Download Animated Screensaver Hinduism
" Wearing a peacock feather ornament upon His head, blue karnikara flowers on His ears, yellow garments as brilliant as gold and the Vaijayanti garland, Lord Krishna exhibits His transcendental from as the greatest of dancers as He entered the forest of Vrndavan, beautifying it with the marks of His footprints, He filled the holes of His flute with the nectar of His lips, and His friends sang His glories." (Srimad Bhagavatam 10.21.5)
The path of Dattatreya embraces all spiritual paths and is the source of all other traditions. He who treads the path of Truth, regardless of what religion he belongs to, is treading the path of Dattatreya. As an incarnation of God, Datta came down to spread the universality of true religion. Anyone can be his follower, regardless of cast, creed, status, be they student, householder, recluse or renunciate. No matter what sect or religion the true seeker follows, eventually he comes under the guidance of Lord Dattatreya, the Eternal Spiritual Guide of all mankind.
Krishna is a deity worshiped across many traditions of Hinduism in a variety of different perspectives. They portray him in various roles: a god-child, a prankster, a model lover, a divine hero and the Supreme Being.
Krishna is easily recognized by his representations. Though his skin colour may be depicted as black or dark in some representations, particularly in murtis, in other images such as modern pictorial representations, Krishna is usually shown with blue skin.
Lord Shiva appears in a meditating but ever-happy posture. He has matted hair which holds the flowing Ganges river and a crescent moon, a serpent coiled around his neck, a trident (trishul) in his one hand and ashes all over his body.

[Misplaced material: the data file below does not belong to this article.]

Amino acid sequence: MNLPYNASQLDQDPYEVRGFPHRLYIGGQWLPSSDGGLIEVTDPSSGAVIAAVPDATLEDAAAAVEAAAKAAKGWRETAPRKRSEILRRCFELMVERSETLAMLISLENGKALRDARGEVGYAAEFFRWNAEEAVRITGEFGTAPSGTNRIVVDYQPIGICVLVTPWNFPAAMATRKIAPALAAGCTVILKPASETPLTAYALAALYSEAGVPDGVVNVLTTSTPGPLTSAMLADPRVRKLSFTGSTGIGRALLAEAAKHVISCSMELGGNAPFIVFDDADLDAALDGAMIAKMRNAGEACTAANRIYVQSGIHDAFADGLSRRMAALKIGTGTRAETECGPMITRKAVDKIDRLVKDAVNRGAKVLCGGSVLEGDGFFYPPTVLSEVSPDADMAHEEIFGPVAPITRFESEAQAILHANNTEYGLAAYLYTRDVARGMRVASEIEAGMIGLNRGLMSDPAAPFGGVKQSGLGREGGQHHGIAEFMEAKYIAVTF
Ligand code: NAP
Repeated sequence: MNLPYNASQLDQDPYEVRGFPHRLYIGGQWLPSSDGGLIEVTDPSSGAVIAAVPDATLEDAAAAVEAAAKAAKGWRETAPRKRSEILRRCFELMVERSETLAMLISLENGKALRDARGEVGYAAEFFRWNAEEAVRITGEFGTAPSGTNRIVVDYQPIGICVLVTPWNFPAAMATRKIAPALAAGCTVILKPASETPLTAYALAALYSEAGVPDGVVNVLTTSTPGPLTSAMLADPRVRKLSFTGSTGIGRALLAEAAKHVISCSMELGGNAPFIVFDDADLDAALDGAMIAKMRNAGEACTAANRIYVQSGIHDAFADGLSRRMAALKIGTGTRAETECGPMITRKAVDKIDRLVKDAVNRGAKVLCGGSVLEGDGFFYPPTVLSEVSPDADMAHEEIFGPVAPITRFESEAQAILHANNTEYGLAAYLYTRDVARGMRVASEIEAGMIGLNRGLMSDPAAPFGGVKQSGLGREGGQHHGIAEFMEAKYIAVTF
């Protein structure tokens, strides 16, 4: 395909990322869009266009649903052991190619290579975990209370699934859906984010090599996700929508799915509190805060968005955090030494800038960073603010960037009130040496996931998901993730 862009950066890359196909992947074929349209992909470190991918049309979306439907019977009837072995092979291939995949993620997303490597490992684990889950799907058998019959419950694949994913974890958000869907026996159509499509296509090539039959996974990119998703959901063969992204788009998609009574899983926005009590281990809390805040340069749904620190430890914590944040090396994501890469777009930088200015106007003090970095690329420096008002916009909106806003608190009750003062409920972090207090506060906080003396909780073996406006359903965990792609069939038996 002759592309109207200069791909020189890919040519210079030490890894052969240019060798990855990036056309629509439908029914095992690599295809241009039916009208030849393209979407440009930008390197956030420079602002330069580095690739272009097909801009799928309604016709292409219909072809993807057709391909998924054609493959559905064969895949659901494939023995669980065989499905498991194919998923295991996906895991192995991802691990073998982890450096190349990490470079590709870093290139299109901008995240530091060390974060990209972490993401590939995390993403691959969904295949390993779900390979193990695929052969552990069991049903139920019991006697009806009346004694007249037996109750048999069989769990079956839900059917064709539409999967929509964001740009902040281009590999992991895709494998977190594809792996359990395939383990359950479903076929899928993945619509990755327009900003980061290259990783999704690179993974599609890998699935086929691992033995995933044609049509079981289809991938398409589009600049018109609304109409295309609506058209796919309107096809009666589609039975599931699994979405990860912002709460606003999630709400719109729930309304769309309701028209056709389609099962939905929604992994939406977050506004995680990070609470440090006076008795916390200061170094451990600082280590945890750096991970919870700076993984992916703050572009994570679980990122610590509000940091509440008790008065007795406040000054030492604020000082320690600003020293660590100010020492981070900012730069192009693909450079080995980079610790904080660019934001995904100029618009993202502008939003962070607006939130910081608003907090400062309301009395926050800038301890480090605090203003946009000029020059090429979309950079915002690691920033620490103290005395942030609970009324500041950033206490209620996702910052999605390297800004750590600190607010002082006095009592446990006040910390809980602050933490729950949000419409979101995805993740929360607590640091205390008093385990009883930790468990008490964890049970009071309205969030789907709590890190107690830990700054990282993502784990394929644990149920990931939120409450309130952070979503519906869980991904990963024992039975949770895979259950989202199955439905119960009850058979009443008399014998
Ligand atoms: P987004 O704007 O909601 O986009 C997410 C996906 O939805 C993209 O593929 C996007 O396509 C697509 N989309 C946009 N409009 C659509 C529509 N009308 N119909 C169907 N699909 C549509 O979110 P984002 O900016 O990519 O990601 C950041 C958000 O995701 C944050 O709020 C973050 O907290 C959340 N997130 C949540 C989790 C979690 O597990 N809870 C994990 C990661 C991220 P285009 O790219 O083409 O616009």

Lord Siva is the pure, changeless, attributeless, all-pervading transcendental consciousness. He is the inactive (Nishkriya) Purusha.
Kailash is the Himalaya of heaven. Blissful kailash... Thousands of people have become Buddhas from those spots. They have left a vacuum there, a very alive vacuum, and so powerful that no thoughts can enter into that vacuum. If you can find the right spot on Kailash and you can sit in that spot, suddenly you will be transformed -- you are in a whirlpool of no-mind. It will cleanse you.
You must have seen the SHIVALINGA in Hindu temples; that is a symbol. Just below that LINGA IS the YONI, the feminine part; it is a symbol of the inner man and woman meeting. It is not just phallic as Freudians will interpret it, it is symbolic; it symbolizes the inner polarity.
And once this meeting has happened, you are born anew.
Gayatri Devi the Goddess, Originally the personification of the mantra, the goddess Gāyatrī is considered the veda mata, the mother of all Vedas and the consort of the God Brahma and also the personification of the all-pervading Parabrahman, the ultimate unchanging reality that lies behind all phenomena. Gayatri Veda Mata is seen by many Hindus to be not just a Goddess, but a portrayal of Brahman himself, in the feminine form.
In Hinduism, Agastya also transliterated as Agathiar, Agasthiar, Agastyar and in other ways) is a legendary Vedic sage or rishi. He is in some ways regarded as the patron saint of much of the south India. Some say that it was the sage Agastya who first brought and popularized the Vedic religion to south India. Agastya and his clan are also credited to have "authored" many mantras of the Rig Veda